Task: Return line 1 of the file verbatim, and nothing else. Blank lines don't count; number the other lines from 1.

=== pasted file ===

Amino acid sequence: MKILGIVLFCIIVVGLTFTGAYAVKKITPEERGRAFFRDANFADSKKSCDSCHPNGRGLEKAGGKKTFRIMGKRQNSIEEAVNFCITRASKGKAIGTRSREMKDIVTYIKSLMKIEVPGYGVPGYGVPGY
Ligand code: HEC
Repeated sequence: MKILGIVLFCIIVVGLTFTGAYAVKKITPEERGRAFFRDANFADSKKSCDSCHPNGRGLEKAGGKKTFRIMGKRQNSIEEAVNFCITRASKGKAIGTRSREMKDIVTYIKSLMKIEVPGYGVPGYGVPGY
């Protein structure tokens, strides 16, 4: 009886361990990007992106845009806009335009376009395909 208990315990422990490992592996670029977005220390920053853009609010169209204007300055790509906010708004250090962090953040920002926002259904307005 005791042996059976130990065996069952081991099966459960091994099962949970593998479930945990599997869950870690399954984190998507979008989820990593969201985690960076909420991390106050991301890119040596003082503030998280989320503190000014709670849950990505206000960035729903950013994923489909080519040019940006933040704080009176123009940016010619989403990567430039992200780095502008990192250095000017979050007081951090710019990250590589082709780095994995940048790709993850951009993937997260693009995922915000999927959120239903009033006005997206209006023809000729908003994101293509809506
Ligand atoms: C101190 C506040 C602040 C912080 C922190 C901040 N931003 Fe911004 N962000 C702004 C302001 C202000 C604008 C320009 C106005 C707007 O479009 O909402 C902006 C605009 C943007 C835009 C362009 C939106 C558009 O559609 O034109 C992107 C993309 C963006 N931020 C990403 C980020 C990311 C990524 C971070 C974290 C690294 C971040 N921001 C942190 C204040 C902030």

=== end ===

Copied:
Amino acid sequence: MKILGIVLFCIIVVGLTFTGAYAVKKITPEERGRAFFRDANFADSKKSCDSCHPNGRGLEKAGGKKTFRIMGKRQNSIEEAVNFCITRASKGKAIGTRSREMKDIVTYIKSLMKIEVPGYGVPGYGVPGY